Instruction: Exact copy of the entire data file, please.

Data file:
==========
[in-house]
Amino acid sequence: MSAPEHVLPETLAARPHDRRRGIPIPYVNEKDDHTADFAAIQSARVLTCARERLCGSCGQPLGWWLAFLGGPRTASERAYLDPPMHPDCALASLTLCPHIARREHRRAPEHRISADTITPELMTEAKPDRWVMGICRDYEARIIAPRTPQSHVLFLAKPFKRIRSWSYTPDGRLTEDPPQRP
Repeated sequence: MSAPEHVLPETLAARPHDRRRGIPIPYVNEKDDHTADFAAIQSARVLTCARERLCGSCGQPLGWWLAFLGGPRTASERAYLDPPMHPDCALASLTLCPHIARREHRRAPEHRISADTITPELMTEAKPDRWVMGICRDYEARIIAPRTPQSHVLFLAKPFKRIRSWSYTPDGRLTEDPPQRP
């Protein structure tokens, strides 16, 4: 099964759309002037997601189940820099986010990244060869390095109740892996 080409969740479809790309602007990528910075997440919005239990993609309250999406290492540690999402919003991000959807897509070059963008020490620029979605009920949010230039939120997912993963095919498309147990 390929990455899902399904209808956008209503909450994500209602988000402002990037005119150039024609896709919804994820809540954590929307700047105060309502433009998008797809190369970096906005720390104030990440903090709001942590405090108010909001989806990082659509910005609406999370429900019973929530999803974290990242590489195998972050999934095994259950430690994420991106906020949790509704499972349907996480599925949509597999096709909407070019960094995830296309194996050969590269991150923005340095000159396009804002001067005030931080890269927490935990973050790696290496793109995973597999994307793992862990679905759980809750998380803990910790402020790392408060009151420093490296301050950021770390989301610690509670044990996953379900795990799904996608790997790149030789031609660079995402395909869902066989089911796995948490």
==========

[in-house]
Amino acid sequence: MSAPEHVLPETLAARPHDRRRGIPIPYVNEKDDHTADFAAIQSARVLTCARERLCGSCGQPLGWWLAFLGGPRTASERAYLDPPMHPDCALASLTLCPHIARREHRRAPEHRISADTITPELMTEAKPDRWVMGICRDYEARIIAPRTPQSHVLFLAKPFKRIRSWSYTPDGRLTEDPPQRP
Repeated sequence: MSAPEHVLPETLAARPHDRRRGIPIPYVNEKDDHTADFAAIQSARVLTCARERLCGSCGQPLGWWLAFLGGPRTASERAYLDPPMHPDCALASLTLCPHIARREHRRAPEHRISADTITPELMTEAKPDRWVMGICRDYEARIIAPRTPQSHVLFLAKPFKRIRSWSYTPDGRLTEDPPQRP
């Protein structure tokens, strides 16, 4: 099964759309002037997601189940820099986010990244060869390095109740892996 080409969740479809790309602007990528910075997440919005239990993609309250999406290492540690999402919003991000959807897509070059963008020490620029979605009920949010230039939120997912993963095919498309147990 390929990455899902399904209808956008209503909450994500209602988000402002990037005119150039024609896709919804994820809540954590929307700047105060309502433009998008797809190369970096906005720390104030990440903090709001942590405090108010909001989806990082659509910005609406999370429900019973929530999803974290990242590489195998972050999934095994259950430690994420991106906020949790509704499972349907996480599925949509597999096709909407070019960094995830296309194996050969590269991150923005340095000159396009804002001067005030931080890269927490935990973050790696290496793109995973597999994307793992862990679905759980809750998380803990910790402020790392408060009151420093490296301050950021770390989301610690509670044990996953379900795990799904996608790997790149030789031609660079995402395909869902066989089911796995948490």